HOUSTON – Burglar and hold-up alarms happen hundreds of times a day in the Houston area, but the KHOU 11 News I-Team has found an overwhelming number of those calls are false.
Worse, the problem is costing taxpayers millions each year, and threatening your safety.
City records show police responded to 48 false alarms at a Foodarama in 2011.
“I was under stress a lot of times because this was once again, once again, they’re coming in,” admitted Ricardo Selva, Manager of the Foodarama store on Antoine. Selva was talking about the steady stream of police officers that came through his doors.
“Some days two, or three, times a day,” he recalled. “Yeah, that was, basically, that was a lot.”
A lot, but it’s a problem that’s much larger than Foodarama, which had the most bogus calls in the city in 2011 according to police.
False alarms are sounding all over Houston every day of the year.
“Officers should be freed up to run calls that are real,” said Sgt. Anthony Davis, who in charge of the Houston Police Department’s Alarm Enforcement Detail.
According to HPD figures, in 2011 officers responded to more than 71,000 false burglar and hold-up alarms.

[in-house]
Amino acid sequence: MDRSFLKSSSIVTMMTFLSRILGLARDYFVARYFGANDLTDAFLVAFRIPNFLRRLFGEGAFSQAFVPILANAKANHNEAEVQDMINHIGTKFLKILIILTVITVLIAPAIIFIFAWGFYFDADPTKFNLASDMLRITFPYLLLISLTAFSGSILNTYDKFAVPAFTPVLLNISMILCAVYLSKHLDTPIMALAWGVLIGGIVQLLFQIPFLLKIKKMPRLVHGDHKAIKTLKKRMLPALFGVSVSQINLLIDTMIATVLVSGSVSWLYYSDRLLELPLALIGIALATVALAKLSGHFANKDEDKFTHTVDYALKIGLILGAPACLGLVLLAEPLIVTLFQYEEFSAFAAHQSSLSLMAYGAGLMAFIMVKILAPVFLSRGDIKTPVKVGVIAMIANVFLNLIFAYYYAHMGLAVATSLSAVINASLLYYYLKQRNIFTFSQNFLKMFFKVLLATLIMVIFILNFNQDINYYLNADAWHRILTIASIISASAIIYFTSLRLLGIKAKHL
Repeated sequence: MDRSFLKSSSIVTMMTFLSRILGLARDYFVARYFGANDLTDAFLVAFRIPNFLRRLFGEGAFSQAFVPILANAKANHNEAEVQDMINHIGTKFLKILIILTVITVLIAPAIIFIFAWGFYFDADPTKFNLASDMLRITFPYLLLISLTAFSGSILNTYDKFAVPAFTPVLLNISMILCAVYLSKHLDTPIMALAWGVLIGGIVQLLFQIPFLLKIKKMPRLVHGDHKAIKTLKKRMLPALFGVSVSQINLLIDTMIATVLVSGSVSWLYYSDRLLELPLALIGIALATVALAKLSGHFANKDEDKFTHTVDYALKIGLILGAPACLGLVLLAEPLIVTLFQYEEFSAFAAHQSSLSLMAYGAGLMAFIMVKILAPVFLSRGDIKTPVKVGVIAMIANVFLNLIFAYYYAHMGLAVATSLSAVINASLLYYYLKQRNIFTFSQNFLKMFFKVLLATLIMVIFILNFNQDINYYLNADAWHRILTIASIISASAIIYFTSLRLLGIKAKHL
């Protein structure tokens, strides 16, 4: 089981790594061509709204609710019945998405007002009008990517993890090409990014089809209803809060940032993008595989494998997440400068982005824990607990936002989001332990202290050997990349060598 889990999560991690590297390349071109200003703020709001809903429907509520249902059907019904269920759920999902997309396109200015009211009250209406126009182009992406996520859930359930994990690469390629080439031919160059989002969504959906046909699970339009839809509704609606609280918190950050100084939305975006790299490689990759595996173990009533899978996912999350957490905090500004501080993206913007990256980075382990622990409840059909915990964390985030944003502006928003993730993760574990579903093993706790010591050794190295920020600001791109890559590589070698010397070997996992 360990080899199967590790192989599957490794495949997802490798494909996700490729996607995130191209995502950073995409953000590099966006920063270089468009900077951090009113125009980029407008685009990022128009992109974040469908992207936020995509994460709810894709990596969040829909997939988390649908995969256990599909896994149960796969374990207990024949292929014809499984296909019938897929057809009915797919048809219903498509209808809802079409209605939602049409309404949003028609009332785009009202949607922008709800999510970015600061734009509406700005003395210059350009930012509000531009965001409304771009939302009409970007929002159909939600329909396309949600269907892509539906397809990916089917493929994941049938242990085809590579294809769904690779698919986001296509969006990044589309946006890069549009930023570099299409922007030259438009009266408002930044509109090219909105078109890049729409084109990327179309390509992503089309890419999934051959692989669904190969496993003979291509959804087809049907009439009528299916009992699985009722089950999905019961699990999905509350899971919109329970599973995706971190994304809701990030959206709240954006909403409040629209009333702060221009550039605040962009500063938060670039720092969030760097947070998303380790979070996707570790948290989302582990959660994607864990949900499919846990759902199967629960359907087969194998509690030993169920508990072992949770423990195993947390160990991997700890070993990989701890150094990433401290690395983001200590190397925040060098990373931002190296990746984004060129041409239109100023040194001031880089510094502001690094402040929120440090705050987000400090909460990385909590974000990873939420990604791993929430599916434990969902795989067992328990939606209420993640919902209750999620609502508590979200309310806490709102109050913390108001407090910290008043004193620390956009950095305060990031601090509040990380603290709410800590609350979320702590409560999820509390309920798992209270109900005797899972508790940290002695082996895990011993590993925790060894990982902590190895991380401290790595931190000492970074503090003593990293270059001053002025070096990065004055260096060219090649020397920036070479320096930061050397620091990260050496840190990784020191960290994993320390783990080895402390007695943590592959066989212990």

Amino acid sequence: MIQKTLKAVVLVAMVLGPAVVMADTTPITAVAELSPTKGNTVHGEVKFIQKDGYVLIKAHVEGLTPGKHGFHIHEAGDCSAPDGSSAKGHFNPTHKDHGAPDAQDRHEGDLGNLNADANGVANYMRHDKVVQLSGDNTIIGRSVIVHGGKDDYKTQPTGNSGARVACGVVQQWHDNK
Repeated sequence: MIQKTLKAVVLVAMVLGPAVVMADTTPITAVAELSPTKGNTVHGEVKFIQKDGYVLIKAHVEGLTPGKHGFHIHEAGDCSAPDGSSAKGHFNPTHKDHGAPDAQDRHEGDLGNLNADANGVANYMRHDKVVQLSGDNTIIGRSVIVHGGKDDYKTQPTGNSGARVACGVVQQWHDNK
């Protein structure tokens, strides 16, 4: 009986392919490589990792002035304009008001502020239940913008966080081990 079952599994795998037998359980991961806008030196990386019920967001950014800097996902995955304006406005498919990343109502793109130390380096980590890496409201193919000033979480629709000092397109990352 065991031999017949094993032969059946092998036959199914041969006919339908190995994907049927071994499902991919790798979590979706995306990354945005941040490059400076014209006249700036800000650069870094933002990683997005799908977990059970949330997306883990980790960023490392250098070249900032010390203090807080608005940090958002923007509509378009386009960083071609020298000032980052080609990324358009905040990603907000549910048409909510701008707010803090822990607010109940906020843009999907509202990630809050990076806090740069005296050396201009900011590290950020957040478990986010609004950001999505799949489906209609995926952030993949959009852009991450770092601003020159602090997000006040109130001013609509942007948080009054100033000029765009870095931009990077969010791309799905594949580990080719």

That represented 97 percent of all alarm calls in the city last year.
It comes at a price. HPD said, on average, two police officers respond to each call. It typically takes about 22 minutes to handle each of those 71,000 false alarms. That’s the equivalent of taking five officers off the street every minute of every day for an entire year.
“It does take away from officers’ time they could be using in real-life calls,” said Sgt. Davis.
It also costs taxpayers. Davis estimated false alarms cost the department about $9.3 million in manpower.
The city recouped more than $2 million last year through fines paid by alarm owners with repeated false calls.
Despite the penalties, the problem continues. Already this year, police responded to 25 false alarms at Sunrise Grocery on Sherwood Forest Street. That’s more than any other home or business so far this year, according to police records.
A worker inside told the KHOU 11 News I-Team that he didn’t know anything about the calls, and said he wasn’t sure when his manager would be at the store.
Back at Foodarama, Selva blamed his problems on a pharmacy that rented space in his store. He said the company never opened its doors, but did install an alarm system.
A spokesman for Foodarama said the grocer tried, but was unable to get the pharmacy’s alarm disconnected after it learned of the problem.
“There was a motion alarm in there,” explained Selva. “But nobody goes in there to do anything. The alarm kept going off”
Debi Ulmer, President of the Houston Gulf Coast Alarm Association blames much of Houston’s problems on users not understanding how to operate alarms.
“It’s 10 percent of the alarm owners that are causing 90 percent of the problems,” explained Ulmer.
But, police say, they are problems we all pay for.
“These calls have to be responded to at some point,” said Sgt. Davis.
HPD figures the number of false alarms has dropped about 20 percent in the last four years. However, the percentage of alarms that are bogus has remained 96 percent or higher.